Getting paid on a prepaid card? Know your options
By Holly Johnson
If your employer pays you on a prepaid debit card instead of a check, it doesn't have to be that way. Last fall, the Consumer Financial Protection Bureau issued a warning to employers in regards to how employees must be paid. According to the bulletin, employers can no longer force employees to accept payment on a payroll card, although they may still offer the option. In addition, employees who choose to accept payment on a payroll card became entitled to certain federal protections.
So, what is all the hubbub about? Basically, it's this: Many employers, particularly those of hourly employees, have moved away from traditional payroll checks and toward the use of prepaid debit cards over the last few years. And apparently, they have a big incentive to do so. According to Visa payment solutions, employers have a lot to gain from making the switch, with benefits such as convenience, less paper waste and significant financial savings.
Unfortunately, the benefits of prepaid debit cards aren't necessarily as obvious for employees. Firstly, according to the CFPB bulletin, some employees have complained about fees related to the use of their prepaid debit card, including fees for ATM use, teller withdrawals and balance inquiries. Secondly, many workers didn't realize that they had other options when it comes to how they're paid. These two issues helped prompt the CFPB bulletin outlining the current rules when it comes the use of the cards for payroll purposes, according to the agency's release.
Prepaid debit cards: It's your choice
Still, accepting payment on a prepaid debit card doesn't have to be all doom and gloom. After all, many employees are still choosing this option, even after learning that they don't necessarily have to. For all of the drawbacks, there are certainly some benefits. Here are a few:
- It's cheaper for unbanked employees. Prepaid debit cards allow employees without a bank account to have access to their money without paying outrageous check-cashing fees.
- Everything is online. Prepaid debit cards can be used to pay bills or buy items online or over the phone.
- It's fast. Employees who are paid via prepaid debit card usually gain faster access to their money since they no longer have to wait for a paper check to arrive in the mail.
But if you're opting to accept a prepaid debit card for payment, you'll need to take a few extra steps to protect yourself from unnecessary fees and hassle. Here are some basic steps you can take to do just that:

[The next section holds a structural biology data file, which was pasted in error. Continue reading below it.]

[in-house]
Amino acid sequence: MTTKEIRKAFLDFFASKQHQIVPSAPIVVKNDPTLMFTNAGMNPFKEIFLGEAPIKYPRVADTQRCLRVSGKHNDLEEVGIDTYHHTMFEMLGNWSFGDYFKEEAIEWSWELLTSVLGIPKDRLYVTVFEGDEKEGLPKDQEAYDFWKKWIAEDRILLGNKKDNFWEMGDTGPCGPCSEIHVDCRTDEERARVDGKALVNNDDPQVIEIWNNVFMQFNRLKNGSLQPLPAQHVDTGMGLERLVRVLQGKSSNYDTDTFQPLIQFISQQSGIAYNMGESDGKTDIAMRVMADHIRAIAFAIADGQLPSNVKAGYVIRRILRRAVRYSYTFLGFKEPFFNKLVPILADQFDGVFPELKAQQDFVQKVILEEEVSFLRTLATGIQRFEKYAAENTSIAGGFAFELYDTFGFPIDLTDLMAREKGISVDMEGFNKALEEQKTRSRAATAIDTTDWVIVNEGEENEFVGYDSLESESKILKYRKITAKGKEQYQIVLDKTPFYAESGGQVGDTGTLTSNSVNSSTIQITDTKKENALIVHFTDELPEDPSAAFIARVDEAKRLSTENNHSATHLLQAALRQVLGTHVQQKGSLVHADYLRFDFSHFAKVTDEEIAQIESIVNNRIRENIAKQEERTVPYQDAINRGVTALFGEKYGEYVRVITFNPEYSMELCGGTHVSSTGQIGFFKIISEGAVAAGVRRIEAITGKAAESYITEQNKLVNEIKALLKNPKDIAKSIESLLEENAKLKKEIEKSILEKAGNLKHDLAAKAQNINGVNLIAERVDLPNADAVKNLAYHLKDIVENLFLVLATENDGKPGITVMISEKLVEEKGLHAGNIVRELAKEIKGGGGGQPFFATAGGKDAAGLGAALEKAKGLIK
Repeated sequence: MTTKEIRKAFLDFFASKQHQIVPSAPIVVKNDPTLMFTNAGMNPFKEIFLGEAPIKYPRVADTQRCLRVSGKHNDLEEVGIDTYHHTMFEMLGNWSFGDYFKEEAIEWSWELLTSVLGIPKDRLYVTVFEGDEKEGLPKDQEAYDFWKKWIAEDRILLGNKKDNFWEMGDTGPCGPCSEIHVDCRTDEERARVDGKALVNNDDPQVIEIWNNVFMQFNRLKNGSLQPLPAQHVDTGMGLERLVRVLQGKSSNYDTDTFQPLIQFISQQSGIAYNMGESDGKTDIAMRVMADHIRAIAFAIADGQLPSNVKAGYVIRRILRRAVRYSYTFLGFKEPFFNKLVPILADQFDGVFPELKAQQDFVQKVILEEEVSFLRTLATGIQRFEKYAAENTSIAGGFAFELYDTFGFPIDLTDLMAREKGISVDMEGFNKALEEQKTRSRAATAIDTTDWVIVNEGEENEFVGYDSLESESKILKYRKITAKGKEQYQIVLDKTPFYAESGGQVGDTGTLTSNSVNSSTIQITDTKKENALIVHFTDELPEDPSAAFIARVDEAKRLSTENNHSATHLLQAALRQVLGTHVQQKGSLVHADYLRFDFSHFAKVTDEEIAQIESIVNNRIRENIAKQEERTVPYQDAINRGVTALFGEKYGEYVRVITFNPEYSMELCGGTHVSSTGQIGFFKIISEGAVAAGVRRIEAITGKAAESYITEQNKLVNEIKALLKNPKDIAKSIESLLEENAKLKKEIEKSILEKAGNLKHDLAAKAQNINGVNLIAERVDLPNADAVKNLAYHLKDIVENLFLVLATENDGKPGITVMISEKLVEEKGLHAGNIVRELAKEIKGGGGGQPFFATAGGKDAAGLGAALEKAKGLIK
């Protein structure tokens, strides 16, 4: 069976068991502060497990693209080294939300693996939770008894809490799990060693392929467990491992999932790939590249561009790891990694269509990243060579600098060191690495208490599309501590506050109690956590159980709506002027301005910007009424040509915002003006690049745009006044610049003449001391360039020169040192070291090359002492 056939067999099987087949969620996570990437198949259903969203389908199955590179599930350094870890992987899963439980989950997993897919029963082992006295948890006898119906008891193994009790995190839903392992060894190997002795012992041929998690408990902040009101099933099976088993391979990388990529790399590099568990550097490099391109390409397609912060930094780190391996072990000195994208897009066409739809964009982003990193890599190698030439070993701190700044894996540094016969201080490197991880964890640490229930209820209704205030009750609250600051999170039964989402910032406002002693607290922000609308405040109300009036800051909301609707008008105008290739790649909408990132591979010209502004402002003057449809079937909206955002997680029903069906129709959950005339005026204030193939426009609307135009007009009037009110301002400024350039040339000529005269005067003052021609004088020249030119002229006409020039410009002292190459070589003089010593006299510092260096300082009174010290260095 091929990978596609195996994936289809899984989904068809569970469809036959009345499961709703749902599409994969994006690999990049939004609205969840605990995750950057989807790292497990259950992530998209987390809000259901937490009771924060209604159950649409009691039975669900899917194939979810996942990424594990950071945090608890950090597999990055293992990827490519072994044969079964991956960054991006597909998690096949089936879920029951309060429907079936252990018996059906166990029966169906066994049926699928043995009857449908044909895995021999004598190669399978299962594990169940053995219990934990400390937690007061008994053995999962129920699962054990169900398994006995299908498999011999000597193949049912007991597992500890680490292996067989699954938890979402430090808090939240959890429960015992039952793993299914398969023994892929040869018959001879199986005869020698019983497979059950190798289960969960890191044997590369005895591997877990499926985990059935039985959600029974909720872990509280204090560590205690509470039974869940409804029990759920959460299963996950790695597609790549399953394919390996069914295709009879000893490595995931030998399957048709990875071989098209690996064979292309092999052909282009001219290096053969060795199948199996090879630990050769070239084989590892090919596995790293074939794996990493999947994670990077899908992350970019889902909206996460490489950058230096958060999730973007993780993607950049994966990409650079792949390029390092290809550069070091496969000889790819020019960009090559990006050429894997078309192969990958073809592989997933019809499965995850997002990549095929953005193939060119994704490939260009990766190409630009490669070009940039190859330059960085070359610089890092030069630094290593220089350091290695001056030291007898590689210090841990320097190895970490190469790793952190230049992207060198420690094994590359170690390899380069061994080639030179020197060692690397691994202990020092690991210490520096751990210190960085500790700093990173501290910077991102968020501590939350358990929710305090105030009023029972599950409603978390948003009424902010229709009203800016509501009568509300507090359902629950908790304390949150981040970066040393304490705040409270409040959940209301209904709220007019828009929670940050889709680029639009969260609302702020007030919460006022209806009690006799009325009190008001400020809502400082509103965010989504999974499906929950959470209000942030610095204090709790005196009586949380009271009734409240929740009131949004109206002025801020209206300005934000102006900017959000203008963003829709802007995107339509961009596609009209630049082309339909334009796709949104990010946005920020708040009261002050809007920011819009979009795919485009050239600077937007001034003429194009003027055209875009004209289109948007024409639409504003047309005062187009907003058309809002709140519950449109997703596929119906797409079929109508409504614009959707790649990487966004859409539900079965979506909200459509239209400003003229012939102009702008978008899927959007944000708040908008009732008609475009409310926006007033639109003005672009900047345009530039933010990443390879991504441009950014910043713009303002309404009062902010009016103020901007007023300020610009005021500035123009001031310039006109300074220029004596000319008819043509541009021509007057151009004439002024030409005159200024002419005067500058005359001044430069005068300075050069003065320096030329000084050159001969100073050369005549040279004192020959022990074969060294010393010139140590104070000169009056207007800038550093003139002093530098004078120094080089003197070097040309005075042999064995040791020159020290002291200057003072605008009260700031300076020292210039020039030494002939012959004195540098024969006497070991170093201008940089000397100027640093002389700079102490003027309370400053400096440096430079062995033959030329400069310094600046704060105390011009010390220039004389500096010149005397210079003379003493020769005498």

- Know your fees. Different prepaid debit cards have different fees associated with them. It's important to know when those fees kick in so that you can do your best to avoid them. Thanks to the CFPB, employees must now be presented with a list of all fees associated with their card. According to the CFPB, the disclosures must be "clear, in writing, and in a form that consumers may keep."
- Track your transactions. Just like with a regular bank account, it's important to track your use and keep tabs on your balance. Knowing what you've spent and where can also help you stay on budget and on course with your financial goals.
- Watch for errors and unauthorized use. The CFPB's beefed-up consumer protections also allow users certain error resolution protections when mistakes appear. In addition, card users only have limited liability for unauthorized use on their card, provided that the unauthorized use is reported in a reasonable amount of time.
If your employer is offering payment on prepaid debit cards, it's important to know your rights.
You need to know that you have options, including the option to opt out of prepaid debit cards altogether if you'd prefer to receive paper checks or a direct deposit into your checking or savings account. However, if you do choose to get paid with a prepaid debit card, there are steps you can take to put more money in your pocket. And if you're like most people, that's the whole point of working in the first place.